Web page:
"It's like any procedure, you want someone who is competent to do that exam for you," Petrak said. "So, this bill will allow people to have their child transferred to someone who has competency, or to go to a center where someone can do that exam under very child-friendly circumstances in a child-friendly setting with someone who has training."SANE training involves 40 hours of classroom instruction followed by appropriate clinical experience. Nurses can undergo specialized training such as in the case of pediatric assault, which takes additional time.
The state provides evidence testing in two areas, Forensic Biology and DNA. According to Illinois State Police records, Forensic Biology received over 2,700 rape kits for testing in 2017. Despite testing nearly 2,500 kits that year, there was more than 1,500-kit backlog by the end of December.
Former Gov. Pat Quinn signed into law in 2010 a measure that requires police to submit all DNA evidence from sex crimes to the Illinois State Police crime lab within 10 days of collecting it. The lab then has six months to analyze the kits, but only "if sufficient staffing and resources are available."
Still, Poskin says the evidence gathering and testing for use in possible prosecution is important.
"This isn't just some minor altercation of which somebody has a simple injury and reports to the emergency department to be assisted," Poskin said. "We need the hospital personnel to have the specialized training to make that the best evidence collection and the best opportunity for the prosecutor in a trial."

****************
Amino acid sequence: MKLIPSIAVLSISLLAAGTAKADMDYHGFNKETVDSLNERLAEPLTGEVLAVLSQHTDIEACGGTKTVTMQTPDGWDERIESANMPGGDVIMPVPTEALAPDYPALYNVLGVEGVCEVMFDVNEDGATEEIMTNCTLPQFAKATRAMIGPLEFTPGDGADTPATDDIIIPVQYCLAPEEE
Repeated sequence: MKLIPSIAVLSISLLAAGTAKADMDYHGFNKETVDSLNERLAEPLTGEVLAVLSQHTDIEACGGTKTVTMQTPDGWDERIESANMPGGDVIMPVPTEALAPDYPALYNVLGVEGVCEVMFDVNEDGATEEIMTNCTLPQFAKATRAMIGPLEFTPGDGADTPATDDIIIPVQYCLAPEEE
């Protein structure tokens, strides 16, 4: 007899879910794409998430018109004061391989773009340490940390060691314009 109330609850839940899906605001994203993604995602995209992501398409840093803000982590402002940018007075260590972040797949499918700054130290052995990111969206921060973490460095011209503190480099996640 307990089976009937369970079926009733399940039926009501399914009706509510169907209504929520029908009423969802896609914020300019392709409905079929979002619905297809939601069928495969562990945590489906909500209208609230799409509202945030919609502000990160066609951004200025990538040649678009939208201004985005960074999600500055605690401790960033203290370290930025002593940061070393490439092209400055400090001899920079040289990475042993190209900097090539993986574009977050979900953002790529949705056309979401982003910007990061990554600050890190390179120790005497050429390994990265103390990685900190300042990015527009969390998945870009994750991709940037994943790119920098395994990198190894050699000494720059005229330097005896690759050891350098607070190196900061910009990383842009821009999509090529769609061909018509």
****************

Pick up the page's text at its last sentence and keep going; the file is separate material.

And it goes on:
A statement from Illinois Attorney General Lisa Madigan says that the office "has provided classroom training to more than 1,500 clinicians across the state, yet only 300 of those nurses have completed the clinical training required to become a practicing SANE."
Mary Morrisey, Madigan's deputy chief of staff, says part of the reason nurses do not complete clinicals is because of the "lack of support that they get within their home institutions."
The Illinois Health and Hospital Association supports the objectives of the measure. But David Gross, senior vice president of government relations for the organization, pointed out that today's nurses move work locations frequently, and that ER nurses in particular have high turnover rates. Even with the 90-minute window allowing hospitals to share SANEs, meeting the staffing mandate and training for an estimated 650 SANEs by 2022 is a concern.
"About 80 percent of the nurses that start the classroom training don't finish the clinical training," Gross said. "So, adding in the substantial emotional toll and burnout that SANEs experience, the turnover of SANEs could be even higher."
The measure would also add burdens on some hospitals across the state with already tight budgets, Gross said.
Three months after undergoing testing for a rape kit, Lindsey Ross was told her case was being dropped. A representative from the State Attorney's office told her there was not enough evidence - despite Ross pointing out her alleged rapist from a lineup - and handed her the sealed rape kit.
"When they told me they weren't pursuing it, I was angry, to say the very least. And I fought to have them continue, but they wouldn't," she said.
While the measure could mean more evidence is collected in the first place, work is underway by those who also want to tackle the growing backlog.
After passing the House, the bill is expected to be considered by the Senate.